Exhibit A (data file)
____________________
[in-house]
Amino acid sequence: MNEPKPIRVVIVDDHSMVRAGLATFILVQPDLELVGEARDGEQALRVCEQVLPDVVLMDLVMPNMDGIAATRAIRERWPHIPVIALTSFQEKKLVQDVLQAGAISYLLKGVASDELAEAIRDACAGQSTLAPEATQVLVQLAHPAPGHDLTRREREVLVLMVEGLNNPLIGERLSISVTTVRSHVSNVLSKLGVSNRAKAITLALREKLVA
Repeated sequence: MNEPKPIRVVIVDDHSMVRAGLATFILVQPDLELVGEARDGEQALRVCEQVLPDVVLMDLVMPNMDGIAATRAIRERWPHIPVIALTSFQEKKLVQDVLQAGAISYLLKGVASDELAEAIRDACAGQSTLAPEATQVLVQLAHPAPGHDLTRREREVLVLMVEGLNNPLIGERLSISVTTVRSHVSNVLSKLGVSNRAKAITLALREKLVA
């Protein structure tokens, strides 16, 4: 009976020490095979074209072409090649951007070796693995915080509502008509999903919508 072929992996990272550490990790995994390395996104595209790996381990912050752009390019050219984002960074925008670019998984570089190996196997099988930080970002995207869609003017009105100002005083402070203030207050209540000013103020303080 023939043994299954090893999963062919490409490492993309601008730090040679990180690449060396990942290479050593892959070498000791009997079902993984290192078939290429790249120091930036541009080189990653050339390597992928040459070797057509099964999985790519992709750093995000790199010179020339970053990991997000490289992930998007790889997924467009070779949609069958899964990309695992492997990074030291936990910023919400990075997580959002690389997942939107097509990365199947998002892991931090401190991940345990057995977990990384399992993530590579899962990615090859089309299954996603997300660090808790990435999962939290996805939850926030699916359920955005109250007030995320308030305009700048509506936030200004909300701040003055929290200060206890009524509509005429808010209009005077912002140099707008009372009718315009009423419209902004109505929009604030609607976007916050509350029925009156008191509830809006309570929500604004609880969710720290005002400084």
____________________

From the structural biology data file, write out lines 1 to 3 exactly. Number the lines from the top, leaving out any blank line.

[in-house]
Amino acid sequence: MNEPKPIRVVIVDDHSMVRAGLATFILVQPDLELVGEARDGEQALRVCEQVLPDVVLMDLVMPNMDGIAATRAIRERWPHIPVIALTSFQEKKLVQDVLQAGAISYLLKGVASDELAEAIRDACAGQSTLAPEATQVLVQLAHPAPGHDLTRREREVLVLMVEGLNNPLIGERLSISVTTVRSHVSNVLSKLGVSNRAKAITLALREKLVA
Repeated sequence: MNEPKPIRVVIVDDHSMVRAGLATFILVQPDLELVGEARDGEQALRVCEQVLPDVVLMDLVMPNMDGIAATRAIRERWPHIPVIALTSFQEKKLVQDVLQAGAISYLLKGVASDELAEAIRDACAGQSTLAPEATQVLVQLAHPAPGHDLTRREREVLVLMVEGLNNPLIGERLSISVTTVRSHVSNVLSKLGVSNRAKAITLALREKLVA